This polished photo-essay by frequent collaborators Patent and Muñoz (The Right Dog for the Job) will tug at the heartstrings of readers—especially those sympathetic to the plight of the often-maligned pit bull. In cogent, conversational prose, the author chronicles the rehabilitation journey of one of the dogs rescued in 2007 from NFL quarterback Michael Vick's illegal dogfighting operation. Named Audie by his eventual owners, the dog first spent months caged in a shelter until animal rights groups successfully petitioned the courts to allow the rescued pit bulls to be tested to determine if they were safe to handle. Placed in a permanent home, Audie gradually learned to trust people and get along with other dogs. After undergoing knee surgery, he began training for agility competition and, in a satisfying cap to his success story, now acts as a "canine coach," helping shy and fearful dogs. Muñoz's crisp, candid photos include many endearing shots of Audie—both solo and interacting with humans and other rescued dogs. Bright backgrounds and captionlike commentary keep this uplifting and informational book lively. Ages 6–9. (May)
This polished photo-essay by frequent collaborators Patent and Muñoz will tug at the heartstrings of readers. Muñoz's crisp, candid photos include many endearing shots of Audieboth solo and interacting with humans and other rescued dogs. Bright backgrounds and captionlike commentary keep this uplifting and informational book lively.”
His name is Audie now, although this black pit bull has had other names before. After being found shivering and chained to an old car axle in the woods, he was called "Number 86," after the cage he lived in. During that time, he "was being trained to participate in an illegal dog-fighting ring organized by NFL quarterback, Michael Vick." Fortunately for Audie and sixty-five of his fellow canines, the police and animal control officers raided Vick's kennels in 2007. They rescued the dogs as evidence. Through the intervention of several animal right groups, the court allowed the dogs to be tested to determine whether they would be safe to handle. Number 86 passed all the tests and was sent to foster care in San Diego. There, he received his first real name: Dutch. After he moved to a permanent home in San Francisco, his new owners thought the name Audie was a better match. So Dutch becomes Audie after the America war hero, Audie Murphy. After all, they are very much alike small, smart and brave. This is an emotional account of one dog's heartwarming and wrenching story of rescue, rehabilitation and adoption. It is a must-read for those considering fostering or adopting a rescue dog. Told in a beautiful photo essay format, the book negates the myths about pit bulls. Sample lesson plans for classroom use are included on the publisher's website. Additional information on pit bulls and their advocates, as well as a Vick case timeline and a resource list for further reading is included. After all his trials and tribulations, Audie becomes a coach for other dogs learning to live with people and animals. Michael Vick, after covering expenses for the pit bull victims and serving less than two years in prison, receives a promotion to starting quarterback in the NFL. Reviewer: Suzanne Javid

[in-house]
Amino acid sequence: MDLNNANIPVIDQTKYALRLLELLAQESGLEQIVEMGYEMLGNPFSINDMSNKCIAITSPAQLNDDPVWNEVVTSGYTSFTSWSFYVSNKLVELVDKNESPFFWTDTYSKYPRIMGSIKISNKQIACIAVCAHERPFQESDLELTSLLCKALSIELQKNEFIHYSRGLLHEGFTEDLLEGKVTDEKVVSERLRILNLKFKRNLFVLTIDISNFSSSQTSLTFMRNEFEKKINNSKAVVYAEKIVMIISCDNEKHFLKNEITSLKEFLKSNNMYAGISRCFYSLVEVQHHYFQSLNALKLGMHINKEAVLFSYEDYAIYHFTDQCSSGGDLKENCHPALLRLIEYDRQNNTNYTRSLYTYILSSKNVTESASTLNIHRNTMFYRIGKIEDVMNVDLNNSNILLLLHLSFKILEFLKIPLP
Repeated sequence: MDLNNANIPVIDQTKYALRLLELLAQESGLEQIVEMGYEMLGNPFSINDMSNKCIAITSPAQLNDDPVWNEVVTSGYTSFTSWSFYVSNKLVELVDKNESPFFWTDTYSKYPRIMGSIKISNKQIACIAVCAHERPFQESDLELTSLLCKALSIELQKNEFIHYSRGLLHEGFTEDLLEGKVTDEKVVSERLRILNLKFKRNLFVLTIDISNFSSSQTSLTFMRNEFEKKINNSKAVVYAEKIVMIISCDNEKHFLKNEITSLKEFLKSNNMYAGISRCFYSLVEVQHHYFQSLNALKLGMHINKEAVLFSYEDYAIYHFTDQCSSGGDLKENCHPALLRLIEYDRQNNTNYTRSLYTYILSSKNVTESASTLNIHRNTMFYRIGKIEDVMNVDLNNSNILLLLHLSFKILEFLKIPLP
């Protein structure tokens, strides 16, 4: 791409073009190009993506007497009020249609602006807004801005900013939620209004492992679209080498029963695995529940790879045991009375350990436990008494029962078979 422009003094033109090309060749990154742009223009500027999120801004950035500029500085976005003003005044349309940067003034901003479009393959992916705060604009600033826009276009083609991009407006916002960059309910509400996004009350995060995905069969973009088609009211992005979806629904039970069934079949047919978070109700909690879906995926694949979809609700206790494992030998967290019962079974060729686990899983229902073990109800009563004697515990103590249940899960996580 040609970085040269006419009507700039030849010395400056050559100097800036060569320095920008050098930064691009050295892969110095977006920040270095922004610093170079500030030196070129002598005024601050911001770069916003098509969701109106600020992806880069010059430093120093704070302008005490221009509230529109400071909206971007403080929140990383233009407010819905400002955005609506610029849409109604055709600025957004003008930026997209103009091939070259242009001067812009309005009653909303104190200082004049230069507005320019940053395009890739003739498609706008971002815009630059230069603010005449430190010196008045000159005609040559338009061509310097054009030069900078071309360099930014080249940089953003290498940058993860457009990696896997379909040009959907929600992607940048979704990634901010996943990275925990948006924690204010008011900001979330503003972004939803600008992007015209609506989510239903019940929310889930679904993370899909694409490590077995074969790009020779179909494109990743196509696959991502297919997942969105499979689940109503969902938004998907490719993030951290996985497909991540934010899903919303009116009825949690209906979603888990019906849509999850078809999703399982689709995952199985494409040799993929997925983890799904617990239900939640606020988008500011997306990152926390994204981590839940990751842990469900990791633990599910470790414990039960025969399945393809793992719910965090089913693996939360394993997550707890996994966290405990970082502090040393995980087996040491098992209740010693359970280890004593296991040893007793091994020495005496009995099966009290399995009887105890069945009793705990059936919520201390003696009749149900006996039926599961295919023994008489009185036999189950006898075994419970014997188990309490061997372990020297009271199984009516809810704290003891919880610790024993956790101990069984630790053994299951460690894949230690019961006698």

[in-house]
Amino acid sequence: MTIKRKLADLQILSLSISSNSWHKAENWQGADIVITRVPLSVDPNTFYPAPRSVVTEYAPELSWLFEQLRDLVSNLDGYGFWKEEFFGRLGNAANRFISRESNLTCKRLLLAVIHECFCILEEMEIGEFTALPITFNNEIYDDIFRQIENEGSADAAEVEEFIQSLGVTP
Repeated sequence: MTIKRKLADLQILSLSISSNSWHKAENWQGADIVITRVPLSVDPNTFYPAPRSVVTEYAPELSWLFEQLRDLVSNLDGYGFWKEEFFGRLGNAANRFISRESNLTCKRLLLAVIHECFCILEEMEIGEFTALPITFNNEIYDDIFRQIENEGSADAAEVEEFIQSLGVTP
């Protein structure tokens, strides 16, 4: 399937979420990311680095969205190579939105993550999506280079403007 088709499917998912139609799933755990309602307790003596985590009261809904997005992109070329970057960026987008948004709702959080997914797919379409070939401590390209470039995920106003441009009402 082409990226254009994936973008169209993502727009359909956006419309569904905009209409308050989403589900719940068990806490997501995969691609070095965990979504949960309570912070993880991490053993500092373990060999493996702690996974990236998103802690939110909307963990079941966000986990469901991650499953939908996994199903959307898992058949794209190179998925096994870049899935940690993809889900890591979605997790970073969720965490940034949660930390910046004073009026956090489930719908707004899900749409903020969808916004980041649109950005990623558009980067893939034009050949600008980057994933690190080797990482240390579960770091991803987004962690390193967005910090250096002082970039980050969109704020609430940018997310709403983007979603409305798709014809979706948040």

Children's Literature - Suzanne Javid
Gr 2–5—This is the story of one dog's journey from NFL star Quarterback Michael Vick's insidious dog-fighting kennel to a good home. With the help of animal-rights groups like the ASPCA and BAD RAP (Bay Area Doglovers Responsible About Pit Bulls), Audie was tested, trained, and taken into foster care. His foster family identified his needs and potential, and continued his training until they found Linda and William, who loved and adopted him. Patent and Muñoz bring to life each step of progress and show how the bandy-legged, shoe-chewing puppy grew and graduated from Canine Good Citizen and obedience classes. Due to court-ordered reparations pertaining to the Vick case, the pup received knee surgery that allowed him to participate in agility work that turned out to be one of his talents. From cowering against a wall to learning self-esteem, the pit bull became a coach to other dogs learning to live with people and animals. This book has a positive impact to counteract the myths about the breed. The back matter includes information about pit bulls, BAD RAP, advocates of the breed, the Vick case time line, and a list "for further reading and surfing."—Nancy Call, Santa Cruz Public Libraries, Aptos, CA
What happens to the dogs when dogfighting rings are broken up and the trials are over? Typically, the dogs are put to sleep, thought to be too dangerous to re-enter society. Because of the wide publicity of the Michael Vick case, animal activists were able to work to rescue all but one of his dogs; this is the story of one that survived. The little black pit bull puppy, later named after World War II hero Audie Murphy, thrives in his foster home. Soon he goes to live with a family that wants to train him for agility competitions. Audie needs surgery on his bad knees though, so not only does he still need to learn how to be a safe and social dog, he also has to recover from an operation. Audie goes through Canine Good Citizen classes and does so well he eventually helps train other dogs. He also excels in his agility training once his knees have healed. Color photographs chronicling Audie's journey are placed on vibrantly colored pages; Muñoz captures the dog's personality in frame after frame. Patent's text is straightforward, expertly providing just the right level of background and choosing kid-friendly details to illustrate Audie's experiences. Ample backmatter provides further background and resources. Audie's inspirational story is a case study in rehabilitation, one sure to appeal to animal loving children.